A good reason not to write in books

I spend a lot of time making notes from my reading. I’ve even made notes from my reading of books about making notes from one’s reading. Have I lost you yet?

Many people who write or otherwise opine about making notes from your reading say you should underline or highlight favourite or key passages and make brief personal observations in the margins. They claim defacing books in this manner is a sign you’re engaging with the text. Here, for example, are Adler and van Doren in their classic How to Read a Book:

Marking a book is literally an expression of your differences or your agreements with the author. It is the highest respect you can pay him.

I’m all for fully engaging with books, and for paying respect to authors—even authors with non-male pronouns—but writing in books is definitely not for me. I admit this is in no small part down to my having been brought up to believe only a monster would do such a thing. But there’s more to it than that.

My preferred method for making notes while reading physical books is to use an index-card as a bookmark and to make notes on that. I later write up these notes in more detail in my electronic note-making system. Conversely, when I read an ebook on my Kindle, I often use the Kindle’s highlighting feature. I tend not to make free-text notes on my Kindle as doing so is a total pain in the arse. When I’ve finished reading an ebook, I import my highlights and occasional free-text notes into my note-making system.

Laptop desk
Making index-card notes

The more time I’ve spent cross-linking and developing my electronic notes, the more it’s become apparent the notes I make from physical books are superior to those I make from ebooks. Writing on an index-card provides genuinely useful friction. Before I put pen to card, I need to decide whether it’s actually worth the effort—especially bearing in mind I’m eventually going to have to transcribe the hand-written note into my electronic system. In other words, the pain of having to write a note by hand then re-key it into my system provides an important element of quality control. Conversely, the ease of highlighting on my Kindle means I tend to highlight far too much, so my electronic system ends up being populated with extraneous notes.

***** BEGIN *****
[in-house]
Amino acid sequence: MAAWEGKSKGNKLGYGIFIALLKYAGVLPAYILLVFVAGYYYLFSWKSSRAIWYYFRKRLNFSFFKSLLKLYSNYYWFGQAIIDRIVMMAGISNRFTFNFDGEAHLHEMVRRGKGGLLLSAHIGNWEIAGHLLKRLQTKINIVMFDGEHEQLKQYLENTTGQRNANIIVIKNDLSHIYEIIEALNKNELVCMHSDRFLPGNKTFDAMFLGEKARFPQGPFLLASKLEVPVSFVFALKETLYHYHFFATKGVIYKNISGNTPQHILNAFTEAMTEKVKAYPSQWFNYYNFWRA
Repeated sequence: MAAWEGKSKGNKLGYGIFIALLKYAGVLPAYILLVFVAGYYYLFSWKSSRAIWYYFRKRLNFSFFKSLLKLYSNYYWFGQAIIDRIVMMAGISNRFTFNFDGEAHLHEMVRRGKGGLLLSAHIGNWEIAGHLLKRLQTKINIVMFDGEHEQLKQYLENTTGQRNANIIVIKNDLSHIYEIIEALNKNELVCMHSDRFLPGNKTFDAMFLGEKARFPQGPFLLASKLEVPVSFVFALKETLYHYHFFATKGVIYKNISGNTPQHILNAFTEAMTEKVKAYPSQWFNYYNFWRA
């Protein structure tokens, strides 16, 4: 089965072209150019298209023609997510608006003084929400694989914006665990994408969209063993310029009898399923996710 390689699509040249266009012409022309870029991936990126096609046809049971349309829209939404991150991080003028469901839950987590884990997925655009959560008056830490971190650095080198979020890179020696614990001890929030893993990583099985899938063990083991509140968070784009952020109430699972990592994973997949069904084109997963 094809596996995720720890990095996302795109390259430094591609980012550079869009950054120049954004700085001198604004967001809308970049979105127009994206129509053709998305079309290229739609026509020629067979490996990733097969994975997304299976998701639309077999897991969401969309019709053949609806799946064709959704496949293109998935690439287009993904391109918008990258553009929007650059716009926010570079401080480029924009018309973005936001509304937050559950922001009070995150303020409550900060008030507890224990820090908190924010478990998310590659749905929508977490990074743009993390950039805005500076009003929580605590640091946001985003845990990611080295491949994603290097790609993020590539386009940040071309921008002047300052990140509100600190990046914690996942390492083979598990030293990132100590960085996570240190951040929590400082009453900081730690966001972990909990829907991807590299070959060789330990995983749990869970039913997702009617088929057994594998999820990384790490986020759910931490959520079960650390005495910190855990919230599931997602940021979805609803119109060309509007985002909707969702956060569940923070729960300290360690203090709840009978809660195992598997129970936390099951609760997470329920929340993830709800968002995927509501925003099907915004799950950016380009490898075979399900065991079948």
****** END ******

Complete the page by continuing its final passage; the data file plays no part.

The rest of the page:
None of which, I concede, is any sort of argument against making highlights and hand-written notes on the actual pages of physical books. But my different modes of highlighting and annotating, depending on whether I’m reading a physical book or an ebook, provide an interesting contrast when it comes to re-reading books.

Some people claim seeing your old notes and annotations when you return to a favourite book enhances the experience. I beg to differ. Whenever I re-read a book on my Kindle, I find myself constantly distracted by my previous highlights. Lovely chap though he undoubtedly was, I don’t want Former Me telling me which bits of the book are most noteworthy. It’s like watching a film with some bore whose seen it before who keeps blurting out, “Ooh! This next bit’s good! Watch this!” I’m not kidding: I almost abandoned a recent re-reading of what is a strong contender for my favourite book of all time because of all my previous Kindle highlights. They were totally ruining the experience. In the end, I had to resort to the rather drastic and laborious process of manually deleting my old highlights one-by-one. (I then stupidly opened the Kindle app on a different device, it re-synched, and all my carefully deleted highlights magically re-appeared, requiring me to delete them all again! They have returned several times since.)

Re-reading a physical book involves no such issues to spoil my pleasure. The book’s pages are unsullied by Former Me. I still have my earlier thoughts available on my index-card bookmark, which I always file inside the book, but they don’t distract me from my reading. They’re there if I want them, but they’re not getting in the way.

Surely one of the best reasons for re-reading a book is to try to see it through fresh eyes. How can you possibly hope to achieve this when Former You has covered its pages with what they thought was noteworthy? What were you: some kind of monster? Your thoughts about a book belong in your note-making system; not scrawled across its pages.

Richard Carter

Richard Carter is a writer and photo­grapher living in Hebden Bridge, West Yorkshire. He is currently working on a book about looking at the world through Darwin’s eyes.Website · Newsletter · Mastodon · Facebook


  1. Mortimer Adler read books more than once? I guess that made sense from someone whose name was an anagram of ‘Mr Read-More-Lit’!

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